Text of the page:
The Legacy of Howard Carter Did King Tut's Discoverer Steal from the Tomb?

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Part 2: 'Unstamped Things'


Such handling of foreign property only serves to strengthen a suspicion Thomas Hoving, former director of the Metropolitan Museum of Art in New York, raised in the 1970s. Based on internal file notes, he documented cases in which Carter and his partner, the English Earl of Carnarvon, allowed their fingers to wander. They gave a clasp that showed the pharaoh on a war chariot as a present to Egyptian King Fouad I, for example. American oil baron Edward Harkness received a gold ring.

Carnarvon himself was looking for a fresh supply of such treasures. He wanted "unstamped things," he wrote from Highclere Castle to Thebes on December 22, 1922, meaning pieces without a cartouche containing a name, so that they would be difficult to identify.

Photo Gallery

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Photo Gallery: The Wayward Treasures of King Tut's Tomb
Carter was only caught in the act once. He'd slipped a painted bust of the young pharaoh into a side chamber, without a registration number. Inspectors discovered the bust, a "masterpiece of antique sculpture" in Hoving's words, in a wine crate. The archaeologist talked his way out of the situation, and the scandal was never made public.

Most of the time, Carter's subterfuge worked. A series of mostly small objects disappeared. Who stole what when -- and where the pieces ended up -- remains one of Egyptology's greatest mysteries.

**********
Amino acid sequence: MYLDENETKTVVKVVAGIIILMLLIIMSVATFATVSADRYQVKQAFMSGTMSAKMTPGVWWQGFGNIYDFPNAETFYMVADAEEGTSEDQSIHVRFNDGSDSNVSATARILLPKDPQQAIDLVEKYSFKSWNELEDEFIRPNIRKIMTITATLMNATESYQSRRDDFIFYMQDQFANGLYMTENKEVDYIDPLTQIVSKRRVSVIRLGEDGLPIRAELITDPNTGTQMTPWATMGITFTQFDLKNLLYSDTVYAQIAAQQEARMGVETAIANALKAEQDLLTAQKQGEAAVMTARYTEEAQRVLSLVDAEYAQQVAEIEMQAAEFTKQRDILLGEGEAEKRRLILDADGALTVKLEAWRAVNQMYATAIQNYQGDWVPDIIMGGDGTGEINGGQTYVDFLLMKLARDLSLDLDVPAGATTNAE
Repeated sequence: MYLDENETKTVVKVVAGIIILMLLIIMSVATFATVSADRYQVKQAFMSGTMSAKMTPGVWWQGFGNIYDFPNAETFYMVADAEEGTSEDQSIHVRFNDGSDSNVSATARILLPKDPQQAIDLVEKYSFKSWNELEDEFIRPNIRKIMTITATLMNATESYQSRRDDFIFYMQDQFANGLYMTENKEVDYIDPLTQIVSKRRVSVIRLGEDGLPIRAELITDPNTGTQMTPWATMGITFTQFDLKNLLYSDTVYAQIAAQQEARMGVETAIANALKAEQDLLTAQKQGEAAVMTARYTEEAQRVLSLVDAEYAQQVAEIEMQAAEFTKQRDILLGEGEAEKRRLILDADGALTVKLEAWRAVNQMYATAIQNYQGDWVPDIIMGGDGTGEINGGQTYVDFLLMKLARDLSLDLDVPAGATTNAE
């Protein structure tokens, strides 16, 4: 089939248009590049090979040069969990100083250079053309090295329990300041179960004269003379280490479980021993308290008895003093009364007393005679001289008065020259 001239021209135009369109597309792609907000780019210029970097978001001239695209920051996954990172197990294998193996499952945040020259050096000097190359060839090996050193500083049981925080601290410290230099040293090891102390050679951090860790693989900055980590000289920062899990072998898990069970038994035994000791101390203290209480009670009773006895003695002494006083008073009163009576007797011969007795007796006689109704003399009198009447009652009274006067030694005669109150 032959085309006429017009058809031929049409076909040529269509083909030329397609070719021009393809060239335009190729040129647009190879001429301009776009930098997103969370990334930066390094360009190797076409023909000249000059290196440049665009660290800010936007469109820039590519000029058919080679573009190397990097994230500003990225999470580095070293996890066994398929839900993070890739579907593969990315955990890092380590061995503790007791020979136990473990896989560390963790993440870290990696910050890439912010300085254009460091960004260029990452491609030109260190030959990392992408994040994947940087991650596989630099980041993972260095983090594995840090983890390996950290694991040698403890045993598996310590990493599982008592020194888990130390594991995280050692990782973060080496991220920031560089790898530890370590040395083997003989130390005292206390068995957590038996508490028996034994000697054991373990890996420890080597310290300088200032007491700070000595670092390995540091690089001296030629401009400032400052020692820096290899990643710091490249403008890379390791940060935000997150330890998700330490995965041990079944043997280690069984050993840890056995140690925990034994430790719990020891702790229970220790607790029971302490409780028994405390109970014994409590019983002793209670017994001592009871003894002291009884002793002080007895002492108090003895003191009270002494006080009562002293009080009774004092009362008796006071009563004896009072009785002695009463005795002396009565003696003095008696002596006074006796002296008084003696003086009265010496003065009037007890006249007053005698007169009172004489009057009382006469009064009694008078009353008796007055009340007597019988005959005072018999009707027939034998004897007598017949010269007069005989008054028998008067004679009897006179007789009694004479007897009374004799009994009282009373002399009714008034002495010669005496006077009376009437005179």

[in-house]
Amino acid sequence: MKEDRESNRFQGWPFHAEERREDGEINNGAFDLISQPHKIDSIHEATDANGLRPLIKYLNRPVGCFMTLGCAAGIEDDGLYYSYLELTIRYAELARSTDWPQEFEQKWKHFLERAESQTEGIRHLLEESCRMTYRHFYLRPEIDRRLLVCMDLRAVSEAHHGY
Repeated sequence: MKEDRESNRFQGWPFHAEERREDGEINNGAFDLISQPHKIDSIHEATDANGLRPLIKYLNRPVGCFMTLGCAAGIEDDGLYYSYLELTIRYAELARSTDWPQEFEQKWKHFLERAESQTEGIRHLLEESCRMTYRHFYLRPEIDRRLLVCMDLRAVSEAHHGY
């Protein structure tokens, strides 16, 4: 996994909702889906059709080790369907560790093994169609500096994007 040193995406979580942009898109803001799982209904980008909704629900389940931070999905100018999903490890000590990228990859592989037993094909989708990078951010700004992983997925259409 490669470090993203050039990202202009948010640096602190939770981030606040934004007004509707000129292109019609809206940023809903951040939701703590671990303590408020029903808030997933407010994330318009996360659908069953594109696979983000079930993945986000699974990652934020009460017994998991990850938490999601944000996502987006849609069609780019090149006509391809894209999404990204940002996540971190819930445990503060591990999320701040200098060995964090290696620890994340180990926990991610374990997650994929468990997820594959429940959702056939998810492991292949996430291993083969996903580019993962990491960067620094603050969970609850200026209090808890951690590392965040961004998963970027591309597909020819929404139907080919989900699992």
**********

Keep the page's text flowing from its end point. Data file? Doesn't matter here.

Ancient Tomb Robbers?

What's known for sure is that the Metropolitan Museum of Art alone contains around 20 objects presumed to have originated from KV 62, Tutankhamun's tomb. These include a small dog made of ivory, a gazelle, rings, a splendid painter's palette, and even two silver coffin nails.

The Brooklyn Museum has in its possession, among other things, a statue of a girl, an ointment spoon, and a blue glass vase. A cat carved from black hematite turned up in Cleveland. The owners release very little information on the disputed objects.

"Nobody likes to talk about these unpleasant things," explains Loeben, the Egyptologist. In England, Carter is known as a brilliant counterpart to Heinrich Schliemann, the German archeologist who excavated ancient Troy. That Carter earned his money through antique dealing, though, is normally hushed up.

The most recent allegations go further. Carter is said to have fudged archaeological facts, leading generations of researchers astray. The focal point of the criticism is Carter's theory that the tomb had been looted multiple times in antiquity.

Thieves broke into the sanctuary "immediately following the burial rituals," Carter wrote. Backed up by corrupt necropolis officials, they ransacked all the tomb's chambers, he claimed, and other bandits later came and stole cosmetic oils.

The archaeologist gave signs of a break-in as proof, saying he had to force his way through a series of doors that had been broken open and then re-sealed by necropolis guards, all in ancient times.

Robbers With a Thing for Small Jewelry

Carter described the robbers' destruction in vivid detail. Chests had been rifled through and stoppers pulled from alabaster vases and thrown to the ground, he said. The robbers had torn ornamentation made of precious metals from the furniture and chariots, as well as stealing a 30-centimeter (12-inch) solid gold statue.

That scenario represents the prevailing opinion today. In his standard work "The Complete Tutankhamun," British Egyptologist Nicholas Reeves accepts the figure that 60 percent of the tomb's small ornaments and jewelry were lost. But is it true? No independent witnesses were present when Carter first entered the tomb.

It's also clear that he lied on at least a few points. Alfred Lucas, one of Carter's employees, revealed that his boss secretly broke open the door to the burial chamber himself, afterward relocking it with deceptive authenticity using an antique seal, to hide his transgression. That report appeared in 1947, but only in a little-read scientific journal in Cairo. Hardly anyone took notice.

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